Via positiva / Via negativa

Via positiva                        -                      Via negativa
Is                                         -                      Is not
Closed                                -                      Open

[...] reasoning has not evolved in the ways that we think it has – as a process of ratiocination that is intended independently to figure out the world. Instead, it has evolved as a social capacity – as a means to justify ourselves to others.

We want something to be so, and we use our reasoning capacity to figure out plausible seeming reasons to convince others that it should be so. However, together with our capacity to generate plausible sounding rationales, we have a decent capacity to detect when others are bullshitting us.

In combination, these mean that we are more likely to be closer to the truth when we are trying to figure out why others may be wrong, than when we are trying to figure out why we ourselves are right.

This superficially looks to resemble the ‘overcoming bias’/’not wrong’ approaches to self-improvement that are popular on the Internet. But it ends up going in a very different direction: collective processes of improvement rather than individual efforts to remedy the irremediable.

The ideal of the individual seeking to eliminate all sources of bias so that he (it is, usually, a he) can calmly consider everything from a neutral and dispassionate perspective is replaced by a Humean recognition that reason cannot readily be separated from the desires of the reasoner.

We need negative criticisms from others, since they lead us to understand weaknesses in our arguments that we are incapable of coming at ourselves, without them being pointed out to us.

we likely radically underestimate the importance of the invisible and non-individually lucrative contributions that people make to the collective benefit by improving others’ ideas.

[Henry Farrell]
'In praise of negativity'

There are many things without words, matters that we know and can act on but cannot describe directly, cannot capture in human language or within the narrow human concepts that are available to us. Almost anything around us of significance is hard to grasp linguistically - and in fact that more powerful, the more incomplete our linguistic grasp.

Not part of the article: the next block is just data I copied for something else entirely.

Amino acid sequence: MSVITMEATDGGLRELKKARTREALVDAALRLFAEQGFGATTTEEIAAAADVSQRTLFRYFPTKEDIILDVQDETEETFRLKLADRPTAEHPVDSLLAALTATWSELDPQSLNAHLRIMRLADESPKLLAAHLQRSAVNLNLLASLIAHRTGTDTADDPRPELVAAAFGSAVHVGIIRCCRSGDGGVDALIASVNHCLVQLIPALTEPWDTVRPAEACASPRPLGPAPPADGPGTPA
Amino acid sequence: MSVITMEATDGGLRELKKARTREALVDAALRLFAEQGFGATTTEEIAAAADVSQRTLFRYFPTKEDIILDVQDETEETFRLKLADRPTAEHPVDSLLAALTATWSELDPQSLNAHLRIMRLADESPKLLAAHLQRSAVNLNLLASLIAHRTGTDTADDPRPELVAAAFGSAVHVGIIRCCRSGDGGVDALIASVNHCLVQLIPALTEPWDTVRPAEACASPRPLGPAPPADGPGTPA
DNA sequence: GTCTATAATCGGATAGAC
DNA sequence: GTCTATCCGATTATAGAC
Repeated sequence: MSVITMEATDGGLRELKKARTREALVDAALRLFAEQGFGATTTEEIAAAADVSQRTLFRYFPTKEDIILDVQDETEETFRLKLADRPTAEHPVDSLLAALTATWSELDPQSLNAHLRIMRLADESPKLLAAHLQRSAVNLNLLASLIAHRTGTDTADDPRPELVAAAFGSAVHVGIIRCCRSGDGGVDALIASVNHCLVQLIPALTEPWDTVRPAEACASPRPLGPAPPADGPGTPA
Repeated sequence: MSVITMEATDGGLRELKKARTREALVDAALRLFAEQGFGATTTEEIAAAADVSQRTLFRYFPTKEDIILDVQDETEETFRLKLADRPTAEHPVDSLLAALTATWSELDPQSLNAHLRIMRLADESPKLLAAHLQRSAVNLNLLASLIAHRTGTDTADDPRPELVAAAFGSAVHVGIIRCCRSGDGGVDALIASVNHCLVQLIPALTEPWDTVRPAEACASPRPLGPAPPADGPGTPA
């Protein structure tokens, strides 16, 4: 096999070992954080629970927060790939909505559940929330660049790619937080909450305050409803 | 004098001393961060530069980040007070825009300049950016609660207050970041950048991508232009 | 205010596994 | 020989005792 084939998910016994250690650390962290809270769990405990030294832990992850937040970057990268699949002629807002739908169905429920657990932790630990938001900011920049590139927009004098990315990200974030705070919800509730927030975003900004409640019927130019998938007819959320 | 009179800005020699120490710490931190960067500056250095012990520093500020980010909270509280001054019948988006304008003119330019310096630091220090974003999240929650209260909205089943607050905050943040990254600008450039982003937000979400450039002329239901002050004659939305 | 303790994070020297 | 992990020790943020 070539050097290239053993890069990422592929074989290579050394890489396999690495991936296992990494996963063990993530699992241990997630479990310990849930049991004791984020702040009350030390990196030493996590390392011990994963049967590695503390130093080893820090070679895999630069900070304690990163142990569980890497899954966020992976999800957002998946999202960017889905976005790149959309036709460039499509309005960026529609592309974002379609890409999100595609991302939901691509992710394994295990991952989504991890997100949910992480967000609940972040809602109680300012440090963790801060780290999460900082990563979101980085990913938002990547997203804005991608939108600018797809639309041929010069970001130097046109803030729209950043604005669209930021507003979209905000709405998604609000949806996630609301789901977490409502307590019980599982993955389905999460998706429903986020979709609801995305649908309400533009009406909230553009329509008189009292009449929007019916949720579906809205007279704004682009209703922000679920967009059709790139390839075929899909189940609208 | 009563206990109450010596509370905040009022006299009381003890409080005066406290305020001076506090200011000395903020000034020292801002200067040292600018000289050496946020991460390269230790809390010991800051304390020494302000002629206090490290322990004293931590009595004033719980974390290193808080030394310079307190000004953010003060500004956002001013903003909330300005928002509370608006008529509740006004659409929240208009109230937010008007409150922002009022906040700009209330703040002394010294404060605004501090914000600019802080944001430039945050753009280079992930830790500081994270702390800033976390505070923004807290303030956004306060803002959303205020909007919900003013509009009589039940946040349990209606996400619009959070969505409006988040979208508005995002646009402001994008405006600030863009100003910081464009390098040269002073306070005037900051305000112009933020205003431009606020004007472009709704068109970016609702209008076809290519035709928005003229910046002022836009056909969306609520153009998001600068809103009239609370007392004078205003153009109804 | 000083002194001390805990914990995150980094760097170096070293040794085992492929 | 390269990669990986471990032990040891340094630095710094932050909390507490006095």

But if we cannot express what something is exactly, we can say something about what it is not - the indirect rather than the direct expression. The “apophatic” focuses on what cannot be said directly in words, from the Greek apophasis (saying no, or mentioning without mentioning).

The method began as an avoidance of direct description, leading to a focus on negative description, what is called in Latin via negativa, the negative way […] Via negativa does not try to express what God is - leave that to the primitive brand of contemporary thinkers and philophasters with scientistic tendencies. It just lists what God is not and proceeds by the process of elimination.

The greatest - and most robust - contribution to knowledge consists in removing what we think is wrong - subtractive epistemology […] we know a lot more what is wrong than what is right, or, phrased according to the fragile/robust classification, negative knowledge (what is wrong, what does not work) is more robust to error than positive knowledge (what is right, what works).

So knowledge grows by subtraction much more than by addition - given that what we know today might turn out to be wrong but what we know to be wrong cannot turn out to be right, at least not easily.

[…] since one small observation can disprove a statement, while millions can hardly confirm it, disconfirmation is more rigorous than conformation.

[Nassim Nicholas Taleb]
Antifragile, p.301, 303

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In physics, metastability is a stable state of a dynamical system other than the system's state of least energy.

A ball resting in a hollow on a slope is a simple example of metastability. If the ball is only slightly pushed, it will settle back into its hollow, but a stronger push may start the ball rolling down the slope.


You can have something that’s very fragile but stays for a very long time.

In phase transitions - between gaseous, liquid, and solid forms - there is a thing called a metastable state. The material is already at the right temperature for, say, water to start boiling, but because there is no disturbance to it, it stays in the previous transition. If you then drop a little speck into this kettle of metastable water, it will instantly start boiling.